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H I G H LI G HTS The OREA is a roadmap for the most

A good business application is a well-planned balance of functionality, usability, and information storage. But a great business application builds those features on top of a great architecture. Solid software architectures are the basis that helps to ensure scalability, reliability, security and flexibility. Poorly architected software is good for a few years; well-architected software is good for a lifetime. The Progress OpenEdge Reference Architecture (OERA) is a great starting point for anyone wishing to construct the best business applications using the Progress OpenEdge platform. Based on the principles of service-oriented architectures (SOA) and service-oriented business applications (SOBA), the OERA provides a blueprint of best practices designed specifically to ensure maximum flexibility and productivity including a greater ability to accommodate the enhancements in technology and changing business requirements that will be surely coming in the future. ®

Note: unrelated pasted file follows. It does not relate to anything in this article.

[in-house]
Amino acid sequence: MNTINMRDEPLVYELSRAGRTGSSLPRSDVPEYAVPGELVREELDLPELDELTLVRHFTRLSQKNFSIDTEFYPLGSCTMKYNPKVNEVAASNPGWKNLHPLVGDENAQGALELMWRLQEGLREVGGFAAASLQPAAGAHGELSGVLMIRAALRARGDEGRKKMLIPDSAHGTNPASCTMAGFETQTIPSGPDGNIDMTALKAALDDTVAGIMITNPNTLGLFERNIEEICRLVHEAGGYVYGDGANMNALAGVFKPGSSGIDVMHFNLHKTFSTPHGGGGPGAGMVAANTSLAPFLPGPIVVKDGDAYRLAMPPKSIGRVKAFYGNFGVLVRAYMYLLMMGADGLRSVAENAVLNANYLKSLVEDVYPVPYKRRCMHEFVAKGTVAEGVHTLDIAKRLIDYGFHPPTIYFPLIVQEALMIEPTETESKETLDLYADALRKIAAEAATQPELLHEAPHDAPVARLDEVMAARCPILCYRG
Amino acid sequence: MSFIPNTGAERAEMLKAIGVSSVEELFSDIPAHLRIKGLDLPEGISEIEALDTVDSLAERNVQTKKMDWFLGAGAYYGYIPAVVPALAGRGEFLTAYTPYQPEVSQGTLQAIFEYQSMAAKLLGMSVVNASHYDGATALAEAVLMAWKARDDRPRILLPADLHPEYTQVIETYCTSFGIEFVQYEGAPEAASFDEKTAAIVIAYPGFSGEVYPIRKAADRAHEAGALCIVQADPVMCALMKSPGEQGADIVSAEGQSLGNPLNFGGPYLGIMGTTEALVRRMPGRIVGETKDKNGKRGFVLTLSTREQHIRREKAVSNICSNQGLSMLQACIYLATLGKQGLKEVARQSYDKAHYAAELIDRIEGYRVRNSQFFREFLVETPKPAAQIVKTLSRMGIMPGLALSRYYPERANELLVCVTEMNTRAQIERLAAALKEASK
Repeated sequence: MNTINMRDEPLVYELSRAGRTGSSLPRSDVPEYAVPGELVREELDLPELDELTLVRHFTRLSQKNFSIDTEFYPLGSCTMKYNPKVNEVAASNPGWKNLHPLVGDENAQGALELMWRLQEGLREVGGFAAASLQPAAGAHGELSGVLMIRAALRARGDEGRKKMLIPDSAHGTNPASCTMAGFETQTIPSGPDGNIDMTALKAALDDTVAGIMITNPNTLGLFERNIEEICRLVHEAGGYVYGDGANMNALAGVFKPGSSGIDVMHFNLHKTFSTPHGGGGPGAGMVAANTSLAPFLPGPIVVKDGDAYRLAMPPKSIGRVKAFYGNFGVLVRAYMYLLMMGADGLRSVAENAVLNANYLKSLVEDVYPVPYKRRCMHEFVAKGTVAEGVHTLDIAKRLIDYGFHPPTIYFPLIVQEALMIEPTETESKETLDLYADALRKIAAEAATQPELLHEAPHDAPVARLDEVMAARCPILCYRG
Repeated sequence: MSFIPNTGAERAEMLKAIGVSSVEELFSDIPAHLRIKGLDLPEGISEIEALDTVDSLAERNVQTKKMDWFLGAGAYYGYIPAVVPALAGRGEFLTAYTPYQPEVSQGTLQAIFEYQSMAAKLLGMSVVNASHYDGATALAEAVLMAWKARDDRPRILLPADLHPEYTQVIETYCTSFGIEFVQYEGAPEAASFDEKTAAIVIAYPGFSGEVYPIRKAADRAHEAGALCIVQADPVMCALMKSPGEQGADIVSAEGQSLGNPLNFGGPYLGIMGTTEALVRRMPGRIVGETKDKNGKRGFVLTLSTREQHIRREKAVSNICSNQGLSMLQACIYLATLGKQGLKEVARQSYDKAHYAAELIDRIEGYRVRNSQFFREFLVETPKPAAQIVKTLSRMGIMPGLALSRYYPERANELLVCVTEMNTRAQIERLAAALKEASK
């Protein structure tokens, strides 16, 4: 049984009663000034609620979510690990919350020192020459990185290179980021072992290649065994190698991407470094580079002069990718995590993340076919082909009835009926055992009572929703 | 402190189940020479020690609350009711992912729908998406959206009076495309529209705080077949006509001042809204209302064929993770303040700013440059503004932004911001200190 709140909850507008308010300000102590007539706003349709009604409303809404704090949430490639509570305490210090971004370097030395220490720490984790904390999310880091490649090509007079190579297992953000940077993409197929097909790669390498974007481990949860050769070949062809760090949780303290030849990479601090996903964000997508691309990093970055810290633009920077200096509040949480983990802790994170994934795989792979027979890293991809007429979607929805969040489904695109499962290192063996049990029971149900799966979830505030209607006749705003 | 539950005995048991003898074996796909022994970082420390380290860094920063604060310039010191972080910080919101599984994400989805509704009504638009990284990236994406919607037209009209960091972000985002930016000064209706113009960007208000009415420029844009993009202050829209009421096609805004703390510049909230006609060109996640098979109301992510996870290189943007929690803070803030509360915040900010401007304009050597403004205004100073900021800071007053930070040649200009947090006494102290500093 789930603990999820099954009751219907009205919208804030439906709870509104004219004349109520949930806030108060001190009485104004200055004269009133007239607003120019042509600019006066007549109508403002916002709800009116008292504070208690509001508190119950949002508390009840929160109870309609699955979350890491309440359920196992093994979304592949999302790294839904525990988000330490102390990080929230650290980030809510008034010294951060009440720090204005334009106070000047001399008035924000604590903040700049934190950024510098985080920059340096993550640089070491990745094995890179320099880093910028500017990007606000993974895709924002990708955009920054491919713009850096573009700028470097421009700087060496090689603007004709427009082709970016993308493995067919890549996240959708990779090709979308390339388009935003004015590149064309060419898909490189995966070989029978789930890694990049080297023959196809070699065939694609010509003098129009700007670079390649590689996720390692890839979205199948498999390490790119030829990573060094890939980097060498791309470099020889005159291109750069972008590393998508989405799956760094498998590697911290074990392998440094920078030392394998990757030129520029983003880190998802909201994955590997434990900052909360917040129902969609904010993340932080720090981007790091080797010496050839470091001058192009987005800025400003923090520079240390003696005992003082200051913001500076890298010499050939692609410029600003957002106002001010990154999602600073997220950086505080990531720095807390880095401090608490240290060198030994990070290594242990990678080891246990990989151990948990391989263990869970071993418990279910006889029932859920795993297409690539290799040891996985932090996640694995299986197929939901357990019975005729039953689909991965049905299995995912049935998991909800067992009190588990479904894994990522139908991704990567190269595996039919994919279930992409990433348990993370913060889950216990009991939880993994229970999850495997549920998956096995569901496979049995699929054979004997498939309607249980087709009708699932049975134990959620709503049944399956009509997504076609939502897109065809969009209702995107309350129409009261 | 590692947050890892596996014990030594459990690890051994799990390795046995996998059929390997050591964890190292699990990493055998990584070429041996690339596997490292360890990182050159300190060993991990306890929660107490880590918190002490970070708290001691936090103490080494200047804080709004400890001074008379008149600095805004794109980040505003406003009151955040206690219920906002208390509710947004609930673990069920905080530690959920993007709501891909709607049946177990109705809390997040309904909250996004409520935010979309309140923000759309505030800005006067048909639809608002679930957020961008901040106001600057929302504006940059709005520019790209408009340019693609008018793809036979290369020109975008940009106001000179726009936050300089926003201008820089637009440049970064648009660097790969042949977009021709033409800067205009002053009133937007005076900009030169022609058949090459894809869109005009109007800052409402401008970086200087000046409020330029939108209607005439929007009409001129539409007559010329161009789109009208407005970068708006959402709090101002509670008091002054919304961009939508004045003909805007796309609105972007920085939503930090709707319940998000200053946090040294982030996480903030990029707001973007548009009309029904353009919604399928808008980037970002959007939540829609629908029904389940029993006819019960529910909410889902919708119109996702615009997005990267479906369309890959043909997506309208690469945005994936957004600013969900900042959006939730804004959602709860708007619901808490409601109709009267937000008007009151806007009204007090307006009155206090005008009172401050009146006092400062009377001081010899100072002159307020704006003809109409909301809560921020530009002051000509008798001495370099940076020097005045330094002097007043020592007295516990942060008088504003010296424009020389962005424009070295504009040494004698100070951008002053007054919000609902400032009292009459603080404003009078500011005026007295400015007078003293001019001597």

effective and efficient use of current and emerging technologies.

FEATURES AT A GLANCE >> Building block approach >> Focus on business needs


>> Make interoperability easier ®

>> Develop collaborative applications


While the standards-based OpenEdge platform is flexible enough to accommodate any design methodology, the OpenEdge Reference Architecture provides a sound roadmap for the most effective and efficient use of these BUSINESS MAKING PROGRESS


technologies. The aim of the OERA is to describe a generalized design that is independent of any implementation details. It maps out a building block approach for describing various high-level software architecture elements that vary in scope and by subject matter. The diagram below graphically depicts the OERA building block approach: OERA APPROACH ENTERPRISE SERVICES